[Beowulf] A press release

Prentice Bisbal prentice at ias.edu
Thu Jul 3 08:10:50 PDT 2008

Tim Cutts wrote:
> On 3 Jul 2008, at 2:38 pm, Prentice Bisbal wrote:
>> Here's another reason to use tarballs: I have /usr/local shared to all
>> my systems with with NFS.
> Heh.  Your view of local is different from mine.  On my systems
> /usr/local is local to the individual system.  We do have NFS mounted
> software of the kind you describe, but we stopped putting it in
> /usr/local because users got confused thinking it was really local to
> the machine.  We now have a separate automounted /software directory for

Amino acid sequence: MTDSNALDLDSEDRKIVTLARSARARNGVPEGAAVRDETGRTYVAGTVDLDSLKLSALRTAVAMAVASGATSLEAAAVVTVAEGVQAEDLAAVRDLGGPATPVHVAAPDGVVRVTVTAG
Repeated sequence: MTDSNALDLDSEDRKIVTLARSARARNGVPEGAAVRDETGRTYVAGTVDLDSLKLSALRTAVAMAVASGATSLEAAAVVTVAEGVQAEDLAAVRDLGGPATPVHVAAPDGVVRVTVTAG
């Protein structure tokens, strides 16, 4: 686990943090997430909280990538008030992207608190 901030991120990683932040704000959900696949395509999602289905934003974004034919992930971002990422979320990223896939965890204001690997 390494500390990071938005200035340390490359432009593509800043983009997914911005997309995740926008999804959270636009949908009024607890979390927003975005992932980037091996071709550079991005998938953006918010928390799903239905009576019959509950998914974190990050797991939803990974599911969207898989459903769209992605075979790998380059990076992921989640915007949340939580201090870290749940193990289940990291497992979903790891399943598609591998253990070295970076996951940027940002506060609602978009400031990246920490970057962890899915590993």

> all that stuff.

See my other post. The FHS says it's okay for both /opt and /usr/local
to be shared over NFS, but I wouldn't do both. For me /usr/local = NFS
share, /opt = local to machine.

Why do users need to know what's local and what isn't? All that matters
is they need to know the path to a file. (It's logical location, and not
it's physical location).  That's the beauty of the Unix filesystem
hierarchy: everything is arranged logically, not physically. No drive
letters, etc.

In a properly configured environment, things should just work for the users.

I'm speaking in general terms, for HPC where disk or network I/O can be
significant factors physical location is important. But that's usually
for *data*, not the binary running, which is usually read once, and
stays in memory for the remainder of it's execution.


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